Eupheria Biotech GmbH

Dresden, Germany

Eupheria Biotech GmbH

Dresden, Germany
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Chakraborty D.,University Hospital and Medical | Chakraborty D.,Max Planck Institute of Molecular Cell Biology and Genetics | Kappei D.,University Hospital and Medical | Kappei D.,Max Planck Institute of Molecular Cell Biology and Genetics | And 17 more authors.
Nature Methods | Year: 2012

Whereas methods to comprehensively study cellular roles of protein-coding genes are available, techniques to systematically investigate long noncoding RNAs (lncRNAs), which have been implicated in diverse biological pathways, are limited. Here we report combined knockdown and localization analysis of noncoding RNAs (c-KLAN) that merges functional characterization and localization approaches to study lncRNAs. Using this technique we identified transcripts that regulate mouse embryonic stem cell identity. © 2012 Nature America, Inc. All rights reserved.


Theis M.,TU Dresden | Theis M.,Eupheria Biotech GmbH | Paszkowski-Rogacz M.,TU Dresden | Paszkowski-Rogacz M.,Eupheria Biotech GmbH | And 4 more authors.
Journal of Biomolecular Screening | Year: 2015

Broad sequencing enterprises such as the FANTOM or ENCODE projects have substantially extended our knowledge of the human transcriptome. They have revealed that a large portion of genomic DNA is actively transcribed and have identified a plethora of novel transcripts. Many newly identified transcripts belong to the class of long noncoding RNAs (lncRNAs), which range from a few hundred bases to multiple kilobases in length and harbor no protein-coding potential. Although the biological activity of some lncRNAs is understood, the functions of most lncRNAs remain elusive. Tools that allow rapid and cost-effective access to functional data of lncRNAs are therefore essential. Here, we describe the construction and validation of an endoribonuclease-prepared siRNA (esiRNA) library designed to target 1779 individual human lncRNAs by RNA interference. We present a compendium of lncRNA expression data for 11 human cancer cell lines. Furthermore, we show that the resource is suitable for combined knockdown and localization analysis. We discuss challenges in sequence annotation of lncRNAs with respect to their often low and cell type-specific expression and specify esiRNAs that are suitable for targeting lncRNAs in commonly used human cell lines. © 2015 Society for Laboratory Automation and Screening.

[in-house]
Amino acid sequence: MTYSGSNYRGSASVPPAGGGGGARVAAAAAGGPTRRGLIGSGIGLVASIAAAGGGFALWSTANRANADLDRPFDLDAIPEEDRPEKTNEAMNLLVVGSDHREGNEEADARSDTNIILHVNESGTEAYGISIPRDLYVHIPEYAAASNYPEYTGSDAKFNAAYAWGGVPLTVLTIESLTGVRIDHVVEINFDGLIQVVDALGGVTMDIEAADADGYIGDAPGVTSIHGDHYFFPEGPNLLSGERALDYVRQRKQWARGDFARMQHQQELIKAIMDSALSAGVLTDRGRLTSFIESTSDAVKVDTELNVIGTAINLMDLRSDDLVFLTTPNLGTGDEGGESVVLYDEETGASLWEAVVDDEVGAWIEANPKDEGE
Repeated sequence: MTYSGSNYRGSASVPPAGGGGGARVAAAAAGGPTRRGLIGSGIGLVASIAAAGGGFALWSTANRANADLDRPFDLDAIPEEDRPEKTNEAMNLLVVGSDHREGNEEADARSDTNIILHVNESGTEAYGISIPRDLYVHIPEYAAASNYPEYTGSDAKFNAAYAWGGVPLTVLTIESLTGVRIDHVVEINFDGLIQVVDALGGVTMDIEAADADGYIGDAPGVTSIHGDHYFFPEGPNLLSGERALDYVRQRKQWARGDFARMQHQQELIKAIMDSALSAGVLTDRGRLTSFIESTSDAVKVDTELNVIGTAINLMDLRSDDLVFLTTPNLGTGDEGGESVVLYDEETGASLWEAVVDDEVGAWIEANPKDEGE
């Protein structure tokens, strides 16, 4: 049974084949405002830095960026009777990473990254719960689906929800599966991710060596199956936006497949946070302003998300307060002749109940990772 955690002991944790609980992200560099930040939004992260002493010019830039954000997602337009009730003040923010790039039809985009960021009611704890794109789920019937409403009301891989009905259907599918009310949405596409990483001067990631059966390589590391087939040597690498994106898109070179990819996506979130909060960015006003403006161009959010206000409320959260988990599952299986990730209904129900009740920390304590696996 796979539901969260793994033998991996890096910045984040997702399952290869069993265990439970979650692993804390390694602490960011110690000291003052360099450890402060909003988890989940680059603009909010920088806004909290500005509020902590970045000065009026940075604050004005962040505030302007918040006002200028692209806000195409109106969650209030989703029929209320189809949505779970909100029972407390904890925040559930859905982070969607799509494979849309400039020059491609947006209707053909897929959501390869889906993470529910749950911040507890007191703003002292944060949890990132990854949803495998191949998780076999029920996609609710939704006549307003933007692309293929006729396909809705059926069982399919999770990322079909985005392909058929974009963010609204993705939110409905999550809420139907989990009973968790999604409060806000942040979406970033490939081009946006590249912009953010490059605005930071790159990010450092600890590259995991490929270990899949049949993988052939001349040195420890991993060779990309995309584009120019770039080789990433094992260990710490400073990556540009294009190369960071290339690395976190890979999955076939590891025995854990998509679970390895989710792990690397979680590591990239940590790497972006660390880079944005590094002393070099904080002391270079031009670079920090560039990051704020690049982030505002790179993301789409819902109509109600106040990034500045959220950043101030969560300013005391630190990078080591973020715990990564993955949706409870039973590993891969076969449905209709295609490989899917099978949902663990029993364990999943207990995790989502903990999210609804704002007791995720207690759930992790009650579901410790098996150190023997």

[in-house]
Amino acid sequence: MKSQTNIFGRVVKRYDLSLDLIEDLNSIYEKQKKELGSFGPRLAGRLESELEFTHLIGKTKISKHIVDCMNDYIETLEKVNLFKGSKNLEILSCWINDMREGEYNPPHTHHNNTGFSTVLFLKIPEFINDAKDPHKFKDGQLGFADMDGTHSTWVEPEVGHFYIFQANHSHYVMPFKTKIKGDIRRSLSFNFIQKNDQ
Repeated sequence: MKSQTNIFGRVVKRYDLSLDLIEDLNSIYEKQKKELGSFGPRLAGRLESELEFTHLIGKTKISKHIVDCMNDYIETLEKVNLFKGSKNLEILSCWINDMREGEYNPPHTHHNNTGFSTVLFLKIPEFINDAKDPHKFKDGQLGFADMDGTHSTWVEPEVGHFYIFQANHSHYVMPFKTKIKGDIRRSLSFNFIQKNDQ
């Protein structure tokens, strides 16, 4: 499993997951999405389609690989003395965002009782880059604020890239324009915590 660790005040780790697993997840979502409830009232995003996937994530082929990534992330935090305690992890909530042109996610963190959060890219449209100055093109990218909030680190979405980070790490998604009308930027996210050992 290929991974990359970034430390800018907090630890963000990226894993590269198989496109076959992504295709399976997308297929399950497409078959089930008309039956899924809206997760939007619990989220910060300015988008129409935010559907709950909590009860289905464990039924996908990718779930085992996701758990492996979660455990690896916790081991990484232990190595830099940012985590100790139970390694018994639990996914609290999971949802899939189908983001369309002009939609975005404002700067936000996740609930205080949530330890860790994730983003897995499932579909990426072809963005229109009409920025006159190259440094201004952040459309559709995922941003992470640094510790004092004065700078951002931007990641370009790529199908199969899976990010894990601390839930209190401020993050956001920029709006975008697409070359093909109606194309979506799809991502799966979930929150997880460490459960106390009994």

PubMed | TU Dresden, Max Planck Institute of Molecular Cell Biology and Genetics and Eupheria Biotech GmbH
Type: Journal Article | Journal: Journal of biomolecular screening | Year: 2015

Broad sequencing enterprises such as the FANTOM or ENCODE projects have substantially extended our knowledge of the human transcriptome. They have revealed that a large portion of genomic DNA is actively transcribed and have identified a plethora of novel transcripts. Many newly identified transcripts belong to the class of long noncoding RNAs (lncRNAs), which range from a few hundred bases to multiple kilobases in length and harbor no protein-coding potential. Although the biological activity of some lncRNAs is understood, the functions of most lncRNAs remain elusive. Tools that allow rapid and cost-effective access to functional data of lncRNAs are therefore essential. Here, we describe the construction and validation of an endoribonuclease-prepared siRNA (esiRNA) library designed to target 1779 individual human lncRNAs by RNA interference. We present a compendium of lncRNA expression data for 11 human cancer cell lines. Furthermore, we show that the resource is suitable for combined knockdown and localization analysis. We discuss challenges in sequence annotation of lncRNAs with respect to their often low and cell type-specific expression and specify esiRNAs that are suitable for targeting lncRNAs in commonly used human cell lines.


Schmitt-Engel C.,University of Gottingen | Schmitt-Engel C.,Friedrich - Alexander - University, Erlangen - Nuremberg | Schultheis D.,Friedrich - Alexander - University, Erlangen - Nuremberg | Schwirz J.,University of Gottingen | And 32 more authors.
Nature Communications | Year: 2015